We focus on four complex health issues more prevalent in urban areas
With the Social Progress Imperative, we've developed the first neighbourhood level, health-focused social progress index of its kind.
With Wellcome Trust
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We’re working with community researchers to address the inherent inequalities built into many traditional research practices.
Partners: The Social Innovation Partnership (TSIP)
Funding amount: £128,970
Duration: March 2020 – March 2021
Programme: cross-programme project
The Social Innovation Partnership (TSIP), who are experts in community-led change, will help us to engage, train and deploy community researchers using an action research model: research, test, learn, adapt, and repeat. The researchers will do a literature review of community research models to date, interviewing ten organisations running community research programmes across the UK and designing a new model for robust, accessible and inclusive community research.
The researchers will also work with TSIP and London South Bank University to understand how to improve on traditional research ethics guidelines. Together we’ll ask how these guidelines can be redesigned to truly shift power and allow for the changes we need to see in research and in society.
The insights gathered will inform three design sprints, where current theory and best practice will act as a foundation for a new community research model.
The sprints will include three one-off sessions, using design tools to encourage collaboration between researchers, academics and social innovation partners. The sessions will cover the theory and challenges associated with current research practices; ways that key obstacles might be addressed; and potential solutions that can be used to take a community research model forward.
We will deploy community researchers to support with three internal projects initially, gathering data to better understand how this approach can be scaled up to improve the quality of our insights across our organisation.
Executive Chair of TSIP, Stephen Bediako, shares the approach to our new project to distribute emergency funding to support organisations in our place through the pandemic.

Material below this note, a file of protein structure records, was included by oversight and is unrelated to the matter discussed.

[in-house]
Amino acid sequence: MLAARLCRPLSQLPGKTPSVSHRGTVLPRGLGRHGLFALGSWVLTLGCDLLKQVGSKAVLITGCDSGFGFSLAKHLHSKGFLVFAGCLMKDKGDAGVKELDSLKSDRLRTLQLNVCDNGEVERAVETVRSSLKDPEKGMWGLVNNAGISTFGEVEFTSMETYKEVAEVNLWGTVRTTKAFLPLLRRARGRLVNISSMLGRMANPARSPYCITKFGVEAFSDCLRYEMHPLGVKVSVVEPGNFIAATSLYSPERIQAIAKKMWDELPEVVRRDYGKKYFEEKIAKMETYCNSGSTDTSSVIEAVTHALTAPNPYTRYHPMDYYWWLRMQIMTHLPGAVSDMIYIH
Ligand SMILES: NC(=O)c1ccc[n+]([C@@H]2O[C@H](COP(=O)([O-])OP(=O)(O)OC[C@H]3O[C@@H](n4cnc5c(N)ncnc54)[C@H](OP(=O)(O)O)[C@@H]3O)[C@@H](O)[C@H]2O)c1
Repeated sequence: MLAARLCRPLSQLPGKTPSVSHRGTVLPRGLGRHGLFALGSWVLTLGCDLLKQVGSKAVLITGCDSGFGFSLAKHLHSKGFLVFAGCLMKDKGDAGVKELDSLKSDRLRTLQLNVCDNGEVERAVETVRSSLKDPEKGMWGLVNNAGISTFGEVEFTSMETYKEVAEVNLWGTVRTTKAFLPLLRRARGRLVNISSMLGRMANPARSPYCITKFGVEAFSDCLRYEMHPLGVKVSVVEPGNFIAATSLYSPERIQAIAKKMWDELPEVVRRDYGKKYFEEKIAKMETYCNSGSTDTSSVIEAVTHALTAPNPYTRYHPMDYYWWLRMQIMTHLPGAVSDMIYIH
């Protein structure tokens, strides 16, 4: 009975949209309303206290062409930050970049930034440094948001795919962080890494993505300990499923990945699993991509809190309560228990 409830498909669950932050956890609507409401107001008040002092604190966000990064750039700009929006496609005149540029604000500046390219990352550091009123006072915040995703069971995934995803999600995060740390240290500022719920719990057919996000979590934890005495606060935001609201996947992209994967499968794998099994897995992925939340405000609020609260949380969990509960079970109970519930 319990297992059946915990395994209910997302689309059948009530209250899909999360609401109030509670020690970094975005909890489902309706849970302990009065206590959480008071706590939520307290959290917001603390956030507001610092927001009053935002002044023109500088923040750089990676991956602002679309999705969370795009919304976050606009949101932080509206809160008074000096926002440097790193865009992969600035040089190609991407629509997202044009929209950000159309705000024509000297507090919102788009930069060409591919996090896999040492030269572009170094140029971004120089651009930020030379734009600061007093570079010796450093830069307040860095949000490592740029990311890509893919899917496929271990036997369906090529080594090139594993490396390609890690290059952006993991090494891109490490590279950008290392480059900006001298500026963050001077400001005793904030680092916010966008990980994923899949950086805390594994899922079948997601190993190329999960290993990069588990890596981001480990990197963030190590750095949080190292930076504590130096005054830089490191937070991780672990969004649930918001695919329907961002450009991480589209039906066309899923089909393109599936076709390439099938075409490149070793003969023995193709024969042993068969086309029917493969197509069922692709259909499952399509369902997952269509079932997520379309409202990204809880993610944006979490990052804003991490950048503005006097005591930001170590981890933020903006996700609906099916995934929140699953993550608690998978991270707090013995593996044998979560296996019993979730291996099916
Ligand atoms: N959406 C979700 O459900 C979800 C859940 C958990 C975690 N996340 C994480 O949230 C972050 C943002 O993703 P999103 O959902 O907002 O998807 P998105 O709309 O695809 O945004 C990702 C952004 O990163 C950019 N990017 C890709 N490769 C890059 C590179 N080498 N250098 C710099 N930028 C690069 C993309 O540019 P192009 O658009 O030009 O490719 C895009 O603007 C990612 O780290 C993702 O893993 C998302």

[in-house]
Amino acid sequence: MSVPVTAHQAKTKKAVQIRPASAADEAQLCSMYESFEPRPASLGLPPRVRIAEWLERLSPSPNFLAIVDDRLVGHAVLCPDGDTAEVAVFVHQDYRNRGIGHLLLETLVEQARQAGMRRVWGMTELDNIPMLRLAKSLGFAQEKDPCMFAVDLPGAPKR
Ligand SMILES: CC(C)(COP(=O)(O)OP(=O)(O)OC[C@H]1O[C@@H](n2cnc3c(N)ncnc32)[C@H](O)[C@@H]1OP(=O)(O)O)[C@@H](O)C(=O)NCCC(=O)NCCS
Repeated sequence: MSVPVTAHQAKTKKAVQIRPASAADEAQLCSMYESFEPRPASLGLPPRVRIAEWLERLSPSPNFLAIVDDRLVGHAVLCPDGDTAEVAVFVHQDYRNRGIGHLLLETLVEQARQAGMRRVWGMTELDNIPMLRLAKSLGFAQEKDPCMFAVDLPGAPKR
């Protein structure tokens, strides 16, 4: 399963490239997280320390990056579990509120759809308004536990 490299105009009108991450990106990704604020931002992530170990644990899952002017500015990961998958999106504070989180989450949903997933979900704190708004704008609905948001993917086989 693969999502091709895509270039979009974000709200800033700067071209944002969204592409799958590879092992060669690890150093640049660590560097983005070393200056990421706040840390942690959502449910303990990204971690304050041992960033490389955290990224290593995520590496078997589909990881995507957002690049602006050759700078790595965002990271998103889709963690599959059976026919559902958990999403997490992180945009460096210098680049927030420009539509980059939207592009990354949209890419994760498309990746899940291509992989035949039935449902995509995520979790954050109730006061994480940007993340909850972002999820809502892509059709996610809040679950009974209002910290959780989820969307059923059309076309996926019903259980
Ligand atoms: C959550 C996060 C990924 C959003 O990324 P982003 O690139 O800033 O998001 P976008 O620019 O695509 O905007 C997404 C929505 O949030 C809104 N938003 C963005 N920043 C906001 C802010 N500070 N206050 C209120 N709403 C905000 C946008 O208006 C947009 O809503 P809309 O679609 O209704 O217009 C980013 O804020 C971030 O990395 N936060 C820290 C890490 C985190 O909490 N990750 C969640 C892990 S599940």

Communities suffering from the consequences of inequality are often the subjects of research programmes instead of partners in the design and implementation of research activities. They are rarely involved in the development or evaluation of solutions designed for their own neighbourhoods.
Our development of a new community research model builds on the Gehl foodscapes project, where TSIP recruited and trained 16 local Community Surveyors from Peckham and Camberwell. They were hired to observe and interview local passers-by within the wards about their eating routines, and this approach sparked a much larger project into community-led research practices. You can read about the experience of one of the Community Surveyors here.
As we work to address the complex systemic issues underlying health and wellbeing in our communities, a focus on power, diversity, accessibility and inclusion is critical. At the same time, we must look at how traditional research ethics might need to be evolved in the context of community research.
The Social Innovation Partnership (TSIP) is a team of technical and community specialists driving social change. They partner with organisations to better understand the issues they care about and increase their positive impact on people and communities.
Louise Mousseau leads our work on community research models.
We've been working with the London School of Economics (LSE) and local residents to map what the next decade could look like for Lambeth and Southwark.
Research and development
Portfolio Director Louise Mousseau talks about our new portfolio focused on creating equitable access to trusted information about the vaccines.
As part of our vaccine knowledge portfolio, we're working with ClearView Research, an audience insight and strategy agency, to better understand the opinions of Black residents in Lambeth and Southwark.